For professional storm-chaser James Reynolds, whose day job involves capturing typhoons, earthquakes and volcanic eruptions at heart-stoppingly close range, intense danger goes with the territory.
But the soft-spoken cameraman, who has spent the past eight years filming Asia’s deadliest natural disasters including the aftermath of Japan’s 2011 quake-tsunami catastrophe, says Super Typhoon Haiyan was the most terrifying event he has witnessed.
“I’ve chased nothing like this before. This was just totally off the scale both in terms of the violence of the storm and then the human tragedy, the consequences of such a powerful natural event hitting a city of 200,000 people,” Reynolds told AFP.
“Scientists are saying it’s a candidate for one of the strongest storms to ever hit land. From a personal point of view, this was the most calamitous event I’ve witnessed,” said the 30-year-old who has faced more than 35 typhoons at first hand.
Haiyan left unimaginable destruction in its wake after it smashed into the Philippines early on Friday, leaving more than 10,000 feared dead and sparking a worldwide relief effort.
Hong Kong-based Reynolds and his crew of two flew to Manila days before the typhoon was scheduled to strike, setting up camp in Tacloban, the coastal city which bore the brunt of the storm when it made landfall.
Years of storm-chasing has taught Reynolds to choose hotels with strong concrete structures that will remain upright and to stay elevated to avoid being caught in the storm surge flooding the city after it makes landfall.
Footage shot from his hotel balcony shows the unfolding destruction as winds reaching 315 kilometres (195 miles) an hour and sheets of rain sweep in from the Pacific, destroying his videocamera and forcing him to improvise with a small Go-Pro camera and then an iPhone.
“It was just a deafening roar, the wind screaming. You could feel the building shaking as large objects were crashing into the side of the hotel. For anyone out in the street exposed to it, it would have been instant death.”
As the streets flooded with seawater the cameramen found themselves turning rescuers as elderly people staying the ground floor of the hotel became trapped in their rooms by the rising waters. They used mattresses as makeshift rafts to float them to safety in the stairwell of the building.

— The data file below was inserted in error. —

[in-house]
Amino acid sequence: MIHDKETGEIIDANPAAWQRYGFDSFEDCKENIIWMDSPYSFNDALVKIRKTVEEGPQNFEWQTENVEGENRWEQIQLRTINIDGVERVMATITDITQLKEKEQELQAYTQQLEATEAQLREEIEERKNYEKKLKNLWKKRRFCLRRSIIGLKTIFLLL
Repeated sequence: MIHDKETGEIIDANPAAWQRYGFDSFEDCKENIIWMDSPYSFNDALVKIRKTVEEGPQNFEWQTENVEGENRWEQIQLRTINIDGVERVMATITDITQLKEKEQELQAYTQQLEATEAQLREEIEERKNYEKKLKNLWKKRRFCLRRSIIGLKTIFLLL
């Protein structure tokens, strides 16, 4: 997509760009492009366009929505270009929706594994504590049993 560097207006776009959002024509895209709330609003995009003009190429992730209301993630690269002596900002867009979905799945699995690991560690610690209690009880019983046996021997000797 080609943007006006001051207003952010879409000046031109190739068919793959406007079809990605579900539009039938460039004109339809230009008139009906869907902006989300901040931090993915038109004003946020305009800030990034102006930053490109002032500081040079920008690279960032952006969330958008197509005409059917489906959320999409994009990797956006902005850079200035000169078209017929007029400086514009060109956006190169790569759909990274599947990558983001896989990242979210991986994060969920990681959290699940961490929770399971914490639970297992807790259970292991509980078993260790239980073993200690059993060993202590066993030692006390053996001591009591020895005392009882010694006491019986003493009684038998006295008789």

“Thankfully in our hotel everyone made it out safely, but the next day we could see bodies of people lying in the vicinity of the hotel, people who didn’t make it through the storm,” Reynolds said.
“I ventured down right to the coastline where a community had basically been wiped out. It looked like a tsunami had come through, shell-shocked citizens sifting through the rubble of their homes, trying to calculate if they had anything left at all.
“It was every man, woman and child for themselves. We saw desperate people looting for food, water, medicines.”
The team were forced to leave the Philippines earlier than planned after one of his team severely injured himself on a piece of sheet metal floating in the filthy, debris-stricken floodwater, leaving a six-inch gash in his leg that cut through to the shinbone.
“It was honestly a life or death situation, he needed medical attention as soon as possible. When you are trapped in a tropical environment with a massive leg wound if you get an infection it doesn’t take long for things to go very, very bad.”
While visibly shaken, Reynolds says he has no plans to give up on getting as close as possible to the disasters that batter Asia with tragic frequency.
“I want to put myself firmly within the storm and document it so people can see not only what it’s like to go through one of these storms, but the far-reaching effects they have on the communities they hit — in this case, extreme, extreme, devastation.”